State Minister for Power, Energy and Mineral Resources Nasrul Hamid says Bangladesh may have to 'adjust' fuel prices to better reflect the turmoil in the international market as the Ukraine war continues to drive up costs.
"The price of fuel in the global market has been climbing for the last six or seven months. The oil we used to buy for around $70-71 a barrel now costs $171 and it's only rising," he said in an audio message to the media on Thursday.
While the government has been subsidising fuel imports amid the crisis, it must consider adjusting prices at some point, according to Hamid.
"Countries around the world have taken various measures to address the rise in fuel prices. Take neighbouring India, for example, where there is a difference of around Tk 35 to Tk 50 per litre for different types of fuel."
Hamid also touched on the dwindling natural gas supply that forced the government to scale down electricity generation. Around 64 per cent of power plants in Bangladesh run on natural gas, but the reserves will eventually dry up, he warned.
"I've been saying for the last 10 years that our gas supply is declining. But we made adjustments to address any shortages by importing gas from abroad."
Fuel is imported in two ways: one is through long-term contracts and the other is to buy from the spot market, according to Hamid. However, the spot market is now under intense pressure as prices are soaring due to the conflict in Ukraine, particularly as most of Europe's gas supply comes from Russia.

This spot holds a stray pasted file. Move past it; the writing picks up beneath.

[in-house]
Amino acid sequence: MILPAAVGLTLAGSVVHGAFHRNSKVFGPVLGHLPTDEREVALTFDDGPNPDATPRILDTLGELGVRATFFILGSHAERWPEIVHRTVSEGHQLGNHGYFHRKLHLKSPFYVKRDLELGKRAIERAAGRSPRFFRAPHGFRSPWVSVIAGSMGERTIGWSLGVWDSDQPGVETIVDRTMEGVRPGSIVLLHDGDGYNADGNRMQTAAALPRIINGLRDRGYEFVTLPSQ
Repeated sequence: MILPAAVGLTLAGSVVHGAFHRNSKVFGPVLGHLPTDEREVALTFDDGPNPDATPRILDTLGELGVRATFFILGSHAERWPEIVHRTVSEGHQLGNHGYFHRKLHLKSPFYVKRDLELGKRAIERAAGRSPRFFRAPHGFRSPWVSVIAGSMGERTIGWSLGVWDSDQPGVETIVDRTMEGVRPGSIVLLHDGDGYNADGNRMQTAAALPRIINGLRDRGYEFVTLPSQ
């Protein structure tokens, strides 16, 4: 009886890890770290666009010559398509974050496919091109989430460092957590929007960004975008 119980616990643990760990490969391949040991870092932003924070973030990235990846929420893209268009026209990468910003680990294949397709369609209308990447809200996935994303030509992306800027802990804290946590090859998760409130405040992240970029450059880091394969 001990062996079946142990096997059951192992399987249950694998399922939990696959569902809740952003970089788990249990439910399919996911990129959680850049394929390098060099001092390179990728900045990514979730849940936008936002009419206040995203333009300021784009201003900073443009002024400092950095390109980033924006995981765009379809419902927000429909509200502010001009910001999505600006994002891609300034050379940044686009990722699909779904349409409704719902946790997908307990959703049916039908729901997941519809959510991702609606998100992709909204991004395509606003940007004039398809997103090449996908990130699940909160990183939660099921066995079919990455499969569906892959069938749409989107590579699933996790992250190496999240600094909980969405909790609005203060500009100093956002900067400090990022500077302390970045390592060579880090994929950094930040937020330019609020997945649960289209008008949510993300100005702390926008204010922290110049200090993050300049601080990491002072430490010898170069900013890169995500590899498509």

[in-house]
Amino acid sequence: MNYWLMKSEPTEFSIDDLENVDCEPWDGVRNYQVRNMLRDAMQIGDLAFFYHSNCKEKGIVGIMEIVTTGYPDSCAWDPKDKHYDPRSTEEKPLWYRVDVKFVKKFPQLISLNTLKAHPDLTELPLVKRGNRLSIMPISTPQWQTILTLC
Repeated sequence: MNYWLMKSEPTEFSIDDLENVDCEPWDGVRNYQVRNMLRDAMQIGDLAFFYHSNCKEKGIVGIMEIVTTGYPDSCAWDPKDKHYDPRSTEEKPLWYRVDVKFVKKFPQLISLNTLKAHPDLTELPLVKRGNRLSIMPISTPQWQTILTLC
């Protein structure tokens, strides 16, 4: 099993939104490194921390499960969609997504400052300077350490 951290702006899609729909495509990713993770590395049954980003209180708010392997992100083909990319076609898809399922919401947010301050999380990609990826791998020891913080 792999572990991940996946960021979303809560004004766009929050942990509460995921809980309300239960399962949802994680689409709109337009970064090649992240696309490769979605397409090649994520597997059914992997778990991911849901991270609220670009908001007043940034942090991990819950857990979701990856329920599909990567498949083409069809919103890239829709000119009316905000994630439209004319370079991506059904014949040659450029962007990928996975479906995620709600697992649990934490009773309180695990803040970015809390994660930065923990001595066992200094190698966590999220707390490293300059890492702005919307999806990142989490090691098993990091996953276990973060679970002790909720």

"Almost all European countries are dependent on this gas and as a result, the price of gas has gone up from $4.0 to almost $30 in the spot market."
Even with government subsidies, it may not be possible to meet the spiralling costs while, on the other hand, ordinary people will have to bear a massive burden if the authorities keep raising prices, according to Hamid.
Hamid stressed the need to be frugal in terms of energy consumption under the circumstances and urged the public to be patient.
"This is a temporary situation. We have many power plants. But we had to reduce their output due to the gas shortage. We have prioritised our gas supply for fertiliser plants and other industries. And if everyone is a bit economical with their use of gas, then we can definitely come out of this cycle."